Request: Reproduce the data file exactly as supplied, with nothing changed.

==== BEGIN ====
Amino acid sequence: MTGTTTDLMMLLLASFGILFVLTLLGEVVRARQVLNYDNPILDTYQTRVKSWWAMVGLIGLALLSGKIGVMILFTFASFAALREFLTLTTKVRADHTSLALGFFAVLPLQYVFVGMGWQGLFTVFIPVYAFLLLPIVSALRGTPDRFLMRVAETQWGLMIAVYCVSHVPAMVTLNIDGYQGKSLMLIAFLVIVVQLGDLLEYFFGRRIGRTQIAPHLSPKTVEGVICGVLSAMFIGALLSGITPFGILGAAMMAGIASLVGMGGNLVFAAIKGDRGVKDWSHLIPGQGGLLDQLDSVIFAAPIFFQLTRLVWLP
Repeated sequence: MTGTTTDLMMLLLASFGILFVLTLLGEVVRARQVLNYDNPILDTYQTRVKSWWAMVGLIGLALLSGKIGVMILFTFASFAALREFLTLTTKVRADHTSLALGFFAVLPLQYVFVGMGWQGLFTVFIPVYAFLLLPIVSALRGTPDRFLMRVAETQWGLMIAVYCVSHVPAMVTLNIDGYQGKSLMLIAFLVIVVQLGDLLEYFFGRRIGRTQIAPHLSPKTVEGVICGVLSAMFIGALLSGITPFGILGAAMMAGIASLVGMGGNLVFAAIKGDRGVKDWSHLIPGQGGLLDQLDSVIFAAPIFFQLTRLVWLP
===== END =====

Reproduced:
Amino acid sequence: MTGTTTDLMMLLLASFGILFVLTLLGEVVRARQVLNYDNPILDTYQTRVKSWWAMVGLIGLALLSGKIGVMILFTFASFAALREFLTLTTKVRADHTSLALGFFAVLPLQYVFVGMGWQGLFTVFIPVYAFLLLPIVSALRGTPDRFLMRVAETQWGLMIAVYCVSHVPAMVTLNIDGYQGKSLMLIAFLVIVVQLGDLLEYFFGRRIGRTQIAPHLSPKTVEGVICGVLSAMFIGALLSGITPFGILGAAMMAGIASLVGMGGNLVFAAIKGDRGVKDWSHLIPGQGGLLDQLDSVIFAAPIFFQLTRLVWLP
Repeated sequence: MTGTTTDLMMLLLASFGILFVLTLLGEVVRARQVLNYDNPILDTYQTRVKSWWAMVGLIGLALLSGKIGVMILFTFASFAALREFLTLTTKVRADHTSLALGFFAVLPLQYVFVGMGWQGLFTVFIPVYAFLLLPIVSALRGTPDRFLMRVAETQWGLMIAVYCVSHVPAMVTLNIDGYQGKSLMLIAFLVIVVQLGDLLEYFFGRRIGRTQIAPHLSPKTVEGVICGVLSAMFIGALLSGITPFGILGAAMMAGIASLVGMGGNLVFAAIKGDRGVKDWSHLIPGQGGLLDQLDSVIFAAPIFFQLTRLVWLP